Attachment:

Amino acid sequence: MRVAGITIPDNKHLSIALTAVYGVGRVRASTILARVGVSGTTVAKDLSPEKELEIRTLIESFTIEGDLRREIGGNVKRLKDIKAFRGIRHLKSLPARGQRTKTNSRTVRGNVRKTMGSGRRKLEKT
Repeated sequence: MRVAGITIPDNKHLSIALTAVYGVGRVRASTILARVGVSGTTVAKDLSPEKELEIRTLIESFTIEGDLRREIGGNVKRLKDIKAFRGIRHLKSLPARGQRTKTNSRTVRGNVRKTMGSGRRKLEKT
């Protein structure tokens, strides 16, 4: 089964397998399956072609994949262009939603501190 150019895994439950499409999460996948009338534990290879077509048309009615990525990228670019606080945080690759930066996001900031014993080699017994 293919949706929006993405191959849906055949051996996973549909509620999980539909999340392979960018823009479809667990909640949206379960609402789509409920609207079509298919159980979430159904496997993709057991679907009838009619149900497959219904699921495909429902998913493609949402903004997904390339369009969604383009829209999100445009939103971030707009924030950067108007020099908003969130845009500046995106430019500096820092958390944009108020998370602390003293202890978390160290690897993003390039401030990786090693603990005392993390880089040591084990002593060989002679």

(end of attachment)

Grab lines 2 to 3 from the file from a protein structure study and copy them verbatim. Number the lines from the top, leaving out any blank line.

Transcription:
Repeated sequence: MRVAGITIPDNKHLSIALTAVYGVGRVRASTILARVGVSGTTVAKDLSPEKELEIRTLIESFTIEGDLRREIGGNVKRLKDIKAFRGIRHLKSLPARGQRTKTNSRTVRGNVRKTMGSGRRKLEKT
């Protein structure tokens, strides 16, 4: 089964397998399956072609994949262009939603501190 150019895994439950499409999460996948009338534990290879077509048309009615990525990228670019606080945080690759930066996001900031014993080699017994 293919949706929006993405191959849906055949051996996973549909509620999980539909999340392979960018823009479809667990909640949206379960609402789509409920609207079509298919159980979430159904496997993709057991679907009838009619149900497959219904699921495909429902998913493609949402903004997904390339369009969604383009829209999100445009939103971030707009924030950067108007020099908003969130845009500046995106430019500096820092958390944009108020998370602390003293202890978390160290690897993003390039401030990786090693603990005392993390880089040591084990002593060989002679």